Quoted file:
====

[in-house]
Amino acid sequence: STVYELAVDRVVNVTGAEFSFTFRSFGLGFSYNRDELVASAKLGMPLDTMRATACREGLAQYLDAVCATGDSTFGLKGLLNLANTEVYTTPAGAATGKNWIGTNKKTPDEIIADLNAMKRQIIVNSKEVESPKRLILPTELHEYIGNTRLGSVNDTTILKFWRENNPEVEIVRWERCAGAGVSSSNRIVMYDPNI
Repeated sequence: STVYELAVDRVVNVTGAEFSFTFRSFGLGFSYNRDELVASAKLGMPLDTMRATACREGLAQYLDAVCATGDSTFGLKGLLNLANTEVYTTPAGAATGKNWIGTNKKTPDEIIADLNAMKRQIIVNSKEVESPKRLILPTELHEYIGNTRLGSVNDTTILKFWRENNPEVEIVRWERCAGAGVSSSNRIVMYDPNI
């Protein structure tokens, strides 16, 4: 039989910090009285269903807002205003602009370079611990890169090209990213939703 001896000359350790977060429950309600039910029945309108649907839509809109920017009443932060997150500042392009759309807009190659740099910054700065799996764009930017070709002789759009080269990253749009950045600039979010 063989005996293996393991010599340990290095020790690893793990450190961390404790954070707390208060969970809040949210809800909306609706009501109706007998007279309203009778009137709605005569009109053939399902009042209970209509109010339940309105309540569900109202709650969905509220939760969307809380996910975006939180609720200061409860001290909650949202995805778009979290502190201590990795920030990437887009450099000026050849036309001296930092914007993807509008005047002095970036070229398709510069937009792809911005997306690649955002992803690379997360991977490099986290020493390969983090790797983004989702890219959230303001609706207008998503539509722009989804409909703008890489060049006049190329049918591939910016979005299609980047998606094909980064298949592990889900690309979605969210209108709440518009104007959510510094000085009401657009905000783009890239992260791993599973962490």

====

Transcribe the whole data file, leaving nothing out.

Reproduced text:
[in-house]
Amino acid sequence: STVYELAVDRVVNVTGAEFSFTFRSFGLGFSYNRDELVASAKLGMPLDTMRATACREGLAQYLDAVCATGDSTFGLKGLLNLANTEVYTTPAGAATGKNWIGTNKKTPDEIIADLNAMKRQIIVNSKEVESPKRLILPTELHEYIGNTRLGSVNDTTILKFWRENNPEVEIVRWERCAGAGVSSSNRIVMYDPNI
Repeated sequence: STVYELAVDRVVNVTGAEFSFTFRSFGLGFSYNRDELVASAKLGMPLDTMRATACREGLAQYLDAVCATGDSTFGLKGLLNLANTEVYTTPAGAATGKNWIGTNKKTPDEIIADLNAMKRQIIVNSKEVESPKRLILPTELHEYIGNTRLGSVNDTTILKFWRENNPEVEIVRWERCAGAGVSSSNRIVMYDPNI
């Protein structure tokens, strides 16, 4: 039989910090009285269903807002205003602009370079611990890169090209990213939703 001896000359350790977060429950309600039910029945309108649907839509809109920017009443932060997150500042392009759309807009190659740099910054700065799996764009930017070709002789759009080269990253749009950045600039979010 063989005996293996393991010599340990290095020790690893793990450190961390404790954070707390208060969970809040949210809800909306609706009501109706007998007279309203009778009137709605005569009109053939399902009042209970209509109010339940309105309540569900109202709650969905509220939760969307809380996910975006939180609720200061409860001290909650949202995805778009979290502190201590990795920030990437887009450099000026050849036309001296930092914007993807509008005047002095970036070229398709510069937009792809911005997306690649955002992803690379997360991977490099986290020493390969983090790797983004989702890219959230303001609706207008998503539509722009989804409909703008890489060049006049190329049918591939910016979005299609980047998606094909980064298949592990889900690309979605969210209108709440518009104007959510510094000085009401657009905000783009890239992260791993599973962490």